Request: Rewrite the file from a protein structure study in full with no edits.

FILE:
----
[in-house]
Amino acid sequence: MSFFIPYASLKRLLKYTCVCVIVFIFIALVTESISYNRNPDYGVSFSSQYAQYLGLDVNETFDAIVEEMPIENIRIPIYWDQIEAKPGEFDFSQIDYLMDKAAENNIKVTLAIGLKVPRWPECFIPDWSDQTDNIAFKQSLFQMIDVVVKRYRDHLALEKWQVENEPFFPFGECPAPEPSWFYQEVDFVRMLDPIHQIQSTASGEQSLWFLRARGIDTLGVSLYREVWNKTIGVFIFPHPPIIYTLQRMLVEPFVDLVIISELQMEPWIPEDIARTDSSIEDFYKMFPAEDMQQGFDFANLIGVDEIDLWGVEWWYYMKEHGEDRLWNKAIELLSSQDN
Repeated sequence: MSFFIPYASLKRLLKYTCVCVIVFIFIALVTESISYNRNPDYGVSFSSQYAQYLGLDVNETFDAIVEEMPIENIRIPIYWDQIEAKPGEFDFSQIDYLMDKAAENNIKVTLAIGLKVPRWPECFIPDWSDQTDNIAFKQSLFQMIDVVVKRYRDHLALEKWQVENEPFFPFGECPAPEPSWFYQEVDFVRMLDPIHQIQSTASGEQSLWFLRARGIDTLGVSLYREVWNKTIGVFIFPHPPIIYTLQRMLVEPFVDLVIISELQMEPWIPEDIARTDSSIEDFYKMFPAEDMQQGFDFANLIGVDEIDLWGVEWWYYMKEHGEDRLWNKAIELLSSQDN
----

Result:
[in-house]
Amino acid sequence: MSFFIPYASLKRLLKYTCVCVIVFIFIALVTESISYNRNPDYGVSFSSQYAQYLGLDVNETFDAIVEEMPIENIRIPIYWDQIEAKPGEFDFSQIDYLMDKAAENNIKVTLAIGLKVPRWPECFIPDWSDQTDNIAFKQSLFQMIDVVVKRYRDHLALEKWQVENEPFFPFGECPAPEPSWFYQEVDFVRMLDPIHQIQSTASGEQSLWFLRARGIDTLGVSLYREVWNKTIGVFIFPHPPIIYTLQRMLVEPFVDLVIISELQMEPWIPEDIARTDSSIEDFYKMFPAEDMQQGFDFANLIGVDEIDLWGVEWWYYMKEHGEDRLWNKAIELLSSQDN
Repeated sequence: MSFFIPYASLKRLLKYTCVCVIVFIFIALVTESISYNRNPDYGVSFSSQYAQYLGLDVNETFDAIVEEMPIENIRIPIYWDQIEAKPGEFDFSQIDYLMDKAAENNIKVTLAIGLKVPRWPECFIPDWSDQTDNIAFKQSLFQMIDVVVKRYRDHLALEKWQVENEPFFPFGECPAPEPSWFYQEVDFVRMLDPIHQIQSTASGEQSLWFLRARGIDTLGVSLYREVWNKTIGVFIFPHPPIIYTLQRMLVEPFVDLVIISELQMEPWIPEDIARTDSSIEDFYKMFPAEDMQQGFDFANLIGVDEIDLWGVEWWYYMKEHGEDRLWNKAIELLSSQDN